Finding Old Books

By Char Shields - April 27, 2020



Whilst going through some boxes at my mum's house, I found some old books that I almost forgot I had. Half of these I haven't even read yet!

There is nothing like going through old stuff and finding some treasures. That's exactly how I would describe some of these. There are a few that I would like to talk about today.


1. The Fault in Our Stars by John Green

This is a classic. I'm sure everyone read this as a teenager and obsessed over the film. Of course, I was one of them. I loved John Green and the Fault in Our Stars was one of my favourites.

Focusing on two teenaged cancer patients, this book is full of heartbreak. But the love these two teens feel for each other is strong and takes them to exciting places. I fully remember crying at both the book and the film, I'm not ashamed to say that.

2. Where Rainbows End by Cecelia Ahern

From the author of P.S. I Love You, Where Rainbows End is a beautiful love story about two best friends who eventually find each other after a lifetime of heartbreak and hardships. It's told through text messages, letters and emails, and has you laughing one minute and crying the next.

Cecelia Ahern is a fantastic romance author. Although I don't really read romantic novels these days, I love coming back to this book over and over again.

3. The Amazing Book is Not On Fire by Daniel Howell and Phil Lester

Although this isn't a narrative, I still wanted to mention this book as it was a part of my teenage years as well. Out of all the YouTuber books, this is by far the best. Saying that, I've never read any others - I'm just guessing here.


Why I think this book is so great, even now, is because it's packed full of creativity. From a fan's point of view, this is the perfect book to enjoy and find out things about Dan and Phil. It's funny and their personality is squeezed into every word.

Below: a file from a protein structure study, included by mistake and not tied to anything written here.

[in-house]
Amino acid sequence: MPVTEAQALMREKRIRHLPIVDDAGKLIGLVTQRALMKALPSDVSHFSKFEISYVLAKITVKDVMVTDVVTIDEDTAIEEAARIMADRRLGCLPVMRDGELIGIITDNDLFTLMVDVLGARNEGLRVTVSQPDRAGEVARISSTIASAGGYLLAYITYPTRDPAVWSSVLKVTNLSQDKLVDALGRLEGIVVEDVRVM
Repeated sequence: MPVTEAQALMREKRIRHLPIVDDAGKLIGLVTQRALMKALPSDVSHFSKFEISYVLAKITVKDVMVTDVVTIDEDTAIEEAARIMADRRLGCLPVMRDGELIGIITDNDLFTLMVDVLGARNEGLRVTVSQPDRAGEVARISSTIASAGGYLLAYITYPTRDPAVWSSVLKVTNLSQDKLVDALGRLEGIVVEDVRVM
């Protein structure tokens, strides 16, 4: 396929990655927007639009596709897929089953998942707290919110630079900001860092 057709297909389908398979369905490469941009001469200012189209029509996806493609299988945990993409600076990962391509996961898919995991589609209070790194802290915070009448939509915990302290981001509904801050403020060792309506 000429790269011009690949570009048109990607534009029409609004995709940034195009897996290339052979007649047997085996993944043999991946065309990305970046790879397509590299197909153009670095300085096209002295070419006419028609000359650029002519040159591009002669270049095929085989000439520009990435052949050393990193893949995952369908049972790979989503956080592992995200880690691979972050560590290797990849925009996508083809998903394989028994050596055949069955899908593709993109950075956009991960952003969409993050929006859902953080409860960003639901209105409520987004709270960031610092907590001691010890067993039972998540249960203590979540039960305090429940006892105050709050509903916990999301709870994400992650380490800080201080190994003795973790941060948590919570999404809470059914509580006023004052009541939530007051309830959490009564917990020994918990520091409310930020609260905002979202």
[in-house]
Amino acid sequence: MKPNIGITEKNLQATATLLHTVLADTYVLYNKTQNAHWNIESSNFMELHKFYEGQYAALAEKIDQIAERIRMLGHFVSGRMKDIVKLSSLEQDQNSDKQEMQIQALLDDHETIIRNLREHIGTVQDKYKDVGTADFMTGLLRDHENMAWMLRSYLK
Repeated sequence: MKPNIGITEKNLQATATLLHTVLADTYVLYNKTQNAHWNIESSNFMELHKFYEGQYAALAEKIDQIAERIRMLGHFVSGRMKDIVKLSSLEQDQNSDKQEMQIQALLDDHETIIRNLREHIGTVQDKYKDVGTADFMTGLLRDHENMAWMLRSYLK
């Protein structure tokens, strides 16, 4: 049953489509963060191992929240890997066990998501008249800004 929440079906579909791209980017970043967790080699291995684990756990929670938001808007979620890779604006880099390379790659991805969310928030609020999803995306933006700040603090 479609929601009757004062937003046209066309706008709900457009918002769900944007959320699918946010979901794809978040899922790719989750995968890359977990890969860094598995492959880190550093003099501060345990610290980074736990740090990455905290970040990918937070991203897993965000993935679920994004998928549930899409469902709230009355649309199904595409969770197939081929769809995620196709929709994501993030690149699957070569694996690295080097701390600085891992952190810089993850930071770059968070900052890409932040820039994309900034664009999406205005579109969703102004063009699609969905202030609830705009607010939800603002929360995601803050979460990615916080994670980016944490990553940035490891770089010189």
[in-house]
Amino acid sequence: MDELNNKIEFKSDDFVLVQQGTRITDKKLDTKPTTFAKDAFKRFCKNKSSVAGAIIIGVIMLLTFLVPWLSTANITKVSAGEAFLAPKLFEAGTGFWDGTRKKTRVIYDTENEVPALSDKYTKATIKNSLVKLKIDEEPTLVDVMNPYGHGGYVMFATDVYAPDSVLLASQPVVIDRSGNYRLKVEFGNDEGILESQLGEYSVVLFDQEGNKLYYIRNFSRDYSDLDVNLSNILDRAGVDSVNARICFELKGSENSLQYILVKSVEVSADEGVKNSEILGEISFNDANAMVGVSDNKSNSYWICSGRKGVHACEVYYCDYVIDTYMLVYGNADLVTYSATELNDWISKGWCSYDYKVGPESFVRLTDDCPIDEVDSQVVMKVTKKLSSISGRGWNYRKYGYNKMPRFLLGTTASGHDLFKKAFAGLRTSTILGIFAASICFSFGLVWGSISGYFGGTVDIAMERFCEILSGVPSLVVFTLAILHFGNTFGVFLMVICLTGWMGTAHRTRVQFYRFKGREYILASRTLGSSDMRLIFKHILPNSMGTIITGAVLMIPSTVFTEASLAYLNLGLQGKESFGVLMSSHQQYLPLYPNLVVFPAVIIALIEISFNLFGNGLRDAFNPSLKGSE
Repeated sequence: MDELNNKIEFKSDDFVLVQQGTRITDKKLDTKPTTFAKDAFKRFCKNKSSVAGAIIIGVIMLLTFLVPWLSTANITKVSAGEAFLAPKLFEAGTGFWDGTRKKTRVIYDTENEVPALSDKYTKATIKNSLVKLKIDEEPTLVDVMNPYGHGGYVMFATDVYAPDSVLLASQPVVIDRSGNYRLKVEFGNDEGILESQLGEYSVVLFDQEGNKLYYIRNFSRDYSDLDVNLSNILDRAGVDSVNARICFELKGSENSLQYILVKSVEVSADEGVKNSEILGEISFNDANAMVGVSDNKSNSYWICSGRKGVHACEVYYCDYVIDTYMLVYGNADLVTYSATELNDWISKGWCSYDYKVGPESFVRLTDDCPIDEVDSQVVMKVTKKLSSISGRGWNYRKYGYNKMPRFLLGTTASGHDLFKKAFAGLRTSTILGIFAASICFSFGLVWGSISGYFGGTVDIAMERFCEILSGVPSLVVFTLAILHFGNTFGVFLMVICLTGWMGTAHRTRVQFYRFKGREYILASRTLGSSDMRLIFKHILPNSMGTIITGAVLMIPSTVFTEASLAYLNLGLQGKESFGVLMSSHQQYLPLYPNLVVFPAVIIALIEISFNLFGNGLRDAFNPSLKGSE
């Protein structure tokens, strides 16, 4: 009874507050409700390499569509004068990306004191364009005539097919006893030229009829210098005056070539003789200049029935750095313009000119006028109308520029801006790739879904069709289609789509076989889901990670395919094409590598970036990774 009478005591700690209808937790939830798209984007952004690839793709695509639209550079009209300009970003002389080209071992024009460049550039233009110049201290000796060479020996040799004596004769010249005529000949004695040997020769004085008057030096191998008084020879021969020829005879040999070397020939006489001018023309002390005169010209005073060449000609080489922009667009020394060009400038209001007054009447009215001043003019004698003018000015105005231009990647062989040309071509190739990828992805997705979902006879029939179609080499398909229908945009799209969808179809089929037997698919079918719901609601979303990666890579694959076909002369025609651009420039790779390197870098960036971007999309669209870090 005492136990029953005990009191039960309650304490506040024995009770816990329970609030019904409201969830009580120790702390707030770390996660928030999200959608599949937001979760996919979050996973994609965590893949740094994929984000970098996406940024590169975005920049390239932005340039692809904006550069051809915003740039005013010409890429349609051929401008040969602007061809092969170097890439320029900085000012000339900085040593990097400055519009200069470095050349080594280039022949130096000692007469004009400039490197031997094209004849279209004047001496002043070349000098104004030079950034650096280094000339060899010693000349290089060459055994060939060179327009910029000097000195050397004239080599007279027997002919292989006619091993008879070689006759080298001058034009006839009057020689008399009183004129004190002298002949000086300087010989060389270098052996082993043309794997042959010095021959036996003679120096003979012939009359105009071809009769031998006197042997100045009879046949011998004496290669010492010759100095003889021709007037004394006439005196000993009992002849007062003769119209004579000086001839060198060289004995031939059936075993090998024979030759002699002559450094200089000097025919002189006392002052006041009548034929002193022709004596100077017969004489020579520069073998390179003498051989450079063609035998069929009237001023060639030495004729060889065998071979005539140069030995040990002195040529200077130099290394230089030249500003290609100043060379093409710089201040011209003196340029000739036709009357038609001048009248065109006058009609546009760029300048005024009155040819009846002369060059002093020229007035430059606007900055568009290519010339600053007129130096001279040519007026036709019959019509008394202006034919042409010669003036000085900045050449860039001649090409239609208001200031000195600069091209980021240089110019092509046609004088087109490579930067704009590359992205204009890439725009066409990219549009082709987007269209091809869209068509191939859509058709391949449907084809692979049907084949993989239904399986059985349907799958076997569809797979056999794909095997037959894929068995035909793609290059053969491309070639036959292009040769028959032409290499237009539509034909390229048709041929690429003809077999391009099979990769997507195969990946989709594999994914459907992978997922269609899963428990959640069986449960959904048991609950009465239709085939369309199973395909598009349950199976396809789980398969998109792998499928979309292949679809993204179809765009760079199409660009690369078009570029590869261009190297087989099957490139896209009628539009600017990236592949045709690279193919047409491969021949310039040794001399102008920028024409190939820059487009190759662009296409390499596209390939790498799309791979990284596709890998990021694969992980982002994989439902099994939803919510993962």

4. Nursery Rhymes

I also found a very old nursery rhymes book that I've had since I was a child.


If I remember right, this book has been passed down through generations of my family. It's very old-fashioned, so it feels like I'm looking back through history when I flick through these pages. I don't know if I'll ever have children of my own, but if I do then I will be passing this book down to them.

5. Goblin Market by Christina Rossetti 

Goblin Market is a long-form poem written by Christina Rossetti. I originally bought this when I was studying it back in college. This certainly brings back memories of A Level English Literature.


The poem itself covers a lot of important topics, including the effects of capitalism which is right up my alley. I believe being exposed to this type of literature has helped me realise the true ways of the world and just how messed up it all is. I owe a lot to the writers I studied in college, as well as my English lecturers.

6. Fangirl by Rainbow Rowell

Ending with some more young adult fiction, I of course have to talk about Fangirl.

This novel is about a girl who writes fan-fiction and who moves to college with her twin sister, who she starts to grow apart from. I only read this book about a year ago, and I was absolutely glued to it. Honestly, I couldn't put this book down and finished it within a couple of days.




I've yet to read the rest of the books in the above picture (apart from Marnine Simpson's biography and The Perks of Being a Wallflower which, sorry, I wasn't really a fan of). Luckily (feels weird to use that word in this sentence) we're in lockdown, so I have plenty of time to get through them.

Until the next time,

Char

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2 comments

  1. Why do we hold onto our old books I wonder. It's not strictly necessary - most just hang around and we could easily get replacements - and yet we do ( I do especially!!). I still find it hard buying a title on KIndle - even though I prefer reading on the tablet - because I miss the physical book on my shelves. There are eve some I have bought in both formats.

    I think the real reason we keep them, is because our books are a trove of our memories, and (if unread) intentions - they say something about who we are and stand proxy for our thoughts at times in our lives. To bin them is somehow to lose that even if they are never opened again.

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    1. It's funny, isn't it? I definitely keep them as I'm a bit of a hoarder, and they hold sentimental value to me. I still have my old Roald Dahl children's books that I can never get rid of, they feel too important.

      Interesting observation as usual, Mark. Thank you :)

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